It has been revealed that the RAF have been making very light use of Voyager surge aircraft available to, reflecting best practice for the surge fleet and suggesting the mixture of operational and surge aircraft is appropriate.

14 Voyagers are in the UK’s fleet, nine are in the RAF’s “core” capability and the other five are considered “surge” aircraft and are often leased to airlines when not required.

It should be noted that one or two of the surge fleet remain in the Air Tanker livery and are ofte flown permanently on MoD transport duties to the Falkands, Canada and locations.

We have been informed that MoD is making excellent use of some of the surge Voyagers.

The information comes in the form of a response to a written parliamentary question.

Asked by Andrew Gwynne (MP for Denton and Reddish):
“To ask the Secretary of State for Defence, how many and what proportion of aircraft in the Voyager surge fleet has been used by the Royal Air Force in each month since the first aircraft of that fleet was delivered.”

Answered by: Philip Dunne (Minister for Defence Procurement)
“Voyager surge aircraft are owned by AirTanker Services Ltd and leased to civil airlines. No Voyager surge aircraft have been recalled to the military aircraft register for use by the Royal Air Force’s Voyager Squadrons. However, there have been seven occasions when Civilian registered Voyager surge aircraft have been chartered for individual tasks to transport troops.”

The A330 MRTT can be modified to carry up to 380 passengers in a single class configuration, allowing a complete range of configurations from maximised troop transport to complex customisation suitable for VIP and guest missions.

Available configurations include 300 passengers in a single class and 266 passengers in two classes. The A330 MRTT can also be configured to perform Medical Evacuation missions; up to 130 standard stretchers can be carried.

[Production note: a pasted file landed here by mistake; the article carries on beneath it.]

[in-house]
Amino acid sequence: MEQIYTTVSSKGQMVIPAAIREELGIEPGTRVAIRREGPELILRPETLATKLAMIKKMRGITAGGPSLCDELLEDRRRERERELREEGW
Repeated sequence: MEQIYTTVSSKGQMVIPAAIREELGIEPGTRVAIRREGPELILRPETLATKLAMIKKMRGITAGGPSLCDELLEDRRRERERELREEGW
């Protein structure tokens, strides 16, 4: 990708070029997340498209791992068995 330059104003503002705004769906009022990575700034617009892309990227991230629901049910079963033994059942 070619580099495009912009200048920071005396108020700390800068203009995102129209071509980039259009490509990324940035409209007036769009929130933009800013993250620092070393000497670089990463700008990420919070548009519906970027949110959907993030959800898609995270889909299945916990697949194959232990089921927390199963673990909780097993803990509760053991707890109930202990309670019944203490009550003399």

In 2015 it was announced that an RAF Voyager will be refitted to carry government ministers or members of the Royal Family for official visits. The refit is to cost £10 million but would save about £775,000 annually compared to the current practice of chartering flights. This aircraft will be fitted with 158 seats.

 

4 COMMENTS

  1. This is very misleading and has to be read in the precise context of the question and answer. Note the answer referred to any of the 5 surge aircraft being returned to the military register – in effect for “combat” operational duties. So it’s not surprising little use has been made of the Surge aircraft given that the 9 on the mil reg are more than able to cope with the operational duties extant at present – AAR training, UK AD QRA, Cyprus/Syria, Falkands AAR QRA and AAR combat ac rangers to Ex Red Flag etc.

    What the parliamentary answer doesn’t refer to is how many of the 5 are used under civil registration and in Air Tanker livery (as opposed to those airframes repainted and leased to Monarch etc for entirely civilian commercial activities) it is a fact therefore that one of the 5 (and sometimes two) are flown permanently on MoD transport duties to the Falkands and Canada (BATUS) routes almost daily every week of the year. So in that sense the MoD is making excellent use of some of the “surge” Voyagers.
    These regularly used aircraft remain demodified as civilian transport aircraft.

    • I believe that some of the refit cost is for secure government comms so nothing to do with seating. I’ve also read somewhere that the seating is more akin to good flat-bed business class seating than billionaire private jet mult-room suites. I actually hope that last bit isn’t true and is downplaying the accomodation a bit.

      For the biggest VIPs, e.g. whomever happens to be Prime Minister at the time, I would consider £10m of my taxpayer money to be very well invested if it is spend on seating and beds that ensure that the PM arrives as rested as possible and able to perform his or her duties (e.g. negotiations) after a long haul flight and/or is able to work effectively, hold meetings etc on the way there and back.

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